Last week saw the Court of Protection conduct its first Skype trial, involving the difficult and emotive decision to withdraw life sustaining treatment from a patient in their 70s who had suffered a stroke.
In a judgment handed down remotely by Mr Justice Mostyn today, he has concluded that it is in a patient’s best interests to continue to receive Clinically Assisted Hydration and Nutrition (CANH).
Briefly, P had a PEG inserted in hospital after a severe stroke which left him without capacity. He was then moved to a care home in the community. At a best interests meeting in November 2019, the GP made a decision that the CANH should continue which was strongly disputed by P’s daughter. As a result the CCG applied to the Court of Protection. Mills & Reeve acted on behalf of the CCG.
The detailed facts of the case are set out in the judgment but a short summary is as follows:
- Although physically able to eat and drink P did not do so.
- Pre-stroke P stated on many occasions to those close to him that he would not want to be kept alive as a “body in a bed”.
- Post stroke and while in hospital P started to refuse food and said that he wanted to die (he attempted to pull out his feeding tube on a number of occasions). However, virtually all of the expressions of wishing to die were made by P after he had lost capacity, based on one expert’s opinion, that the Judge accepted.
- Prior to discharge to a care home in the community a PEG was inserted under sedation. It is recorded that he continued to state that he wished to die.
- P’s present existence at the care home is limited but had improved from the time at hospital. From the evidence it was clear that P derives pleasure in a number of ways from both physical and emotional stimuli. In brief, this included that although he is fed by PEG he does enjoy certain foods from time to time (doughnuts and chips included!), he enjoys the company of animals and children and poetry being read to him. One carer gave particularly moving evidence relating to his reaction to a war poem. Although communication is limited, occasionally, he would form full sentences and there was evidence that he was a very good communicator either by eye contact or gestures
- The judge was satisfied that were CANH to be withdrawn P would not take sufficient food and drink orally to sustain life and would, sooner or later die.
Mr Justice Mostyn’s clear and direct conclusion was that:
"…it would be categorically contrary to [P’s] interests for him to be set on the path that will lead to his inevitable death from starvation. This may be a diminished life, but it is a life nonetheless which has, as I have said, intrinsic quality and from which [P] derives pleasure and satisfaction."
Counsel for P’s daughter argued that P had the right to self-determination and to have his autonomy respected. Essentially that the past capacitous P should determine the fate of the present incapacitous P. Other counsel in the case, including the Official Solicitor and the CCG’s counsel, did not dispute the relevance of this principle but did not agree that decisive weight should be given to it.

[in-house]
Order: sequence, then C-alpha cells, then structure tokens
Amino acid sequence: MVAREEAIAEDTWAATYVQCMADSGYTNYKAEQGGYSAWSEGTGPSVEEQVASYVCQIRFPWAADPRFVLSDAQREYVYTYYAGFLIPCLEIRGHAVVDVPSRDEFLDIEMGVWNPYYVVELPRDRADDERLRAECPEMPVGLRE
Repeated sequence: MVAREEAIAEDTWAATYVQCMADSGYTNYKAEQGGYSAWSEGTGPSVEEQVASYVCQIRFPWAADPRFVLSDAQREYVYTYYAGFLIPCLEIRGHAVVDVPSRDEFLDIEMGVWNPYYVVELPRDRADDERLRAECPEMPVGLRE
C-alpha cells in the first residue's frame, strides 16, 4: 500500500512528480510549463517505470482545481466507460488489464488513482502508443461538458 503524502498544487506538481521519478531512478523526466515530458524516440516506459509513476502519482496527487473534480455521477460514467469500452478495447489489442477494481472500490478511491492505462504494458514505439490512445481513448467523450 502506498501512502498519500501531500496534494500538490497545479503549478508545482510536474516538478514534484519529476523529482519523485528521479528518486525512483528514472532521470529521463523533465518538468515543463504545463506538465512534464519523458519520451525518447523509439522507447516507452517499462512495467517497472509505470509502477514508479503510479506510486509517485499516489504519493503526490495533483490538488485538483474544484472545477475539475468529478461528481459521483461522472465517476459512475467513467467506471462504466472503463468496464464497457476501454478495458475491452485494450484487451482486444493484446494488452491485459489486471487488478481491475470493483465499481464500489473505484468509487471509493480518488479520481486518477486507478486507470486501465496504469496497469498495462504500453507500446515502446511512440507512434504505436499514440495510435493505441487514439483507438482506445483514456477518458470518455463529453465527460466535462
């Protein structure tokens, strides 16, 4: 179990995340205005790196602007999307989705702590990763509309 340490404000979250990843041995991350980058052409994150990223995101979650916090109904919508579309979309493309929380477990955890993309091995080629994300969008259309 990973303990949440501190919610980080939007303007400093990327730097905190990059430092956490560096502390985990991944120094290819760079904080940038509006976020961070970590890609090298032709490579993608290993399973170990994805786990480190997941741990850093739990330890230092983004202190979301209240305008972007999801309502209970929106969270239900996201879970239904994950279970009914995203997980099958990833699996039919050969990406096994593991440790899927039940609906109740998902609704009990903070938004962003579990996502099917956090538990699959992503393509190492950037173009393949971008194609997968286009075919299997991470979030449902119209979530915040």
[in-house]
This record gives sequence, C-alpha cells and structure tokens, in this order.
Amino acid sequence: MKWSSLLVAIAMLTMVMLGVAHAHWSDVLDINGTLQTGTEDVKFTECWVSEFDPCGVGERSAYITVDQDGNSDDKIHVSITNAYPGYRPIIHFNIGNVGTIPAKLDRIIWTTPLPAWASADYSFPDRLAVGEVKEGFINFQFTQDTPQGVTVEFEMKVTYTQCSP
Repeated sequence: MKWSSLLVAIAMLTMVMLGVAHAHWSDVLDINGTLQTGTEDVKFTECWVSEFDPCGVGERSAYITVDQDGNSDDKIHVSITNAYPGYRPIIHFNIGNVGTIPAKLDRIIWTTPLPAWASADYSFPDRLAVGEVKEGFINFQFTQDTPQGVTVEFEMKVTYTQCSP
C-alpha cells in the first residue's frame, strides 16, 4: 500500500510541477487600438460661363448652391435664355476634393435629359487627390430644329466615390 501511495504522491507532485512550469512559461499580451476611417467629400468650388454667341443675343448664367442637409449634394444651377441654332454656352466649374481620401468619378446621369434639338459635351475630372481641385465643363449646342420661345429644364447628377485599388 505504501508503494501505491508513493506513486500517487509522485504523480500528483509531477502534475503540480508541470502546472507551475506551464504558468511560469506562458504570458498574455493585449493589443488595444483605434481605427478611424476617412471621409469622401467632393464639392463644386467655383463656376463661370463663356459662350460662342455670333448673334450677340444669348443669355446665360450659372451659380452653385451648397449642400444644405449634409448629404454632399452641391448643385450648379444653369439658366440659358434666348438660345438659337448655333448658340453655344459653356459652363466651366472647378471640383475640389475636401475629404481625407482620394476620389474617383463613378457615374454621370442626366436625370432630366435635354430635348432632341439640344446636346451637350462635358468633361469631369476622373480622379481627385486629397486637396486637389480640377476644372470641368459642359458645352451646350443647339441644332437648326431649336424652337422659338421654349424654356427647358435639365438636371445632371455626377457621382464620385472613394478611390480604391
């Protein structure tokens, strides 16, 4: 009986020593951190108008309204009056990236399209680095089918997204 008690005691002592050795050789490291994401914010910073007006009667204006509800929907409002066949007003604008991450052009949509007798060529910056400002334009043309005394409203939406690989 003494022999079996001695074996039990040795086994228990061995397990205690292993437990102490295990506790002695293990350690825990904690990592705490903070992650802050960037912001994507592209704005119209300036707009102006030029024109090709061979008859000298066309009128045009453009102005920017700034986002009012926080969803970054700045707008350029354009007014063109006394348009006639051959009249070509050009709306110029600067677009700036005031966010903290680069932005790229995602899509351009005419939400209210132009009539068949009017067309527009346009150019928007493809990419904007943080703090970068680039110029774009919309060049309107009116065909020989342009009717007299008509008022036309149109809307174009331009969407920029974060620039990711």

In the words of the judge:
"It is one of a number of factors to be put into the mix when making the holistic best interests evaluation. Of, at least, equal merit or importance is the principle of preservation of human life, as well as the fact that while P’s present life is markedly diminished compared to his life before his stroke, it is still a life which has intrinsic quality and from which he appears to derive appreciable pleasure."
Of particular relevance, in the case, was evidence from Dr Grace, a neuro-psychiatrist, who stated that “it is very difficult to know his subjective views since the stroke”. Mr Justice Mostyn did consider what P may have considered had he been granted a moment of lucidity but did not consider that he would be better off dead rather than to continue with the limited life that he presently enjoys. The judge noted that had P done so it would be: "impossible to conceive that he would ever have written an advance decision mandating being starved to death were he to find himself in his present position."
Mr Justice Mostyn also noted that had he reached the opposite conclusion, then this decision would have given rise to complex legal and ethical questions including the impact of article 2.1 of the European Convention on Human Rights and the provision: “Everyone’s right to life shall be protected by law. No one shall be deprived of his life intentionally …” and the meaning of section 4(5) of the Mental Capacity Act 2005 which provides that “where the determination relates to life-sustaining treatment [the decision-maker] must not, in considering whether the treatment is in the best interests of the person concerned, be motivated by a desire to bring about his death.” Although, submissions were provided on this point by the parties involved, the judge decided not to provide any obiter comments. This is likely, however, to be a matter considered in future COP cases.
This decision is an important one, as it reconfirms the best interests evaluation mandated by section 4 of the Mental Capacity Act 2015 but that it also makes a clear distinction between other cases concerning continuation/withdrawal of CANH against the facts of this case where P had the degree of functionality, as summarised above and, set out in detail in the judgment.
On a personal note, and having listened to the evidence in this case, it is an insight into the importance of the simple pleasures that we can all appreciate including, as in this case, interaction with kind and caring staff, enjoyment from spending time with children and animals and being read to. These are things that can easily be brushed off as insignificant, but as is evident by this judgment should never be undervalued.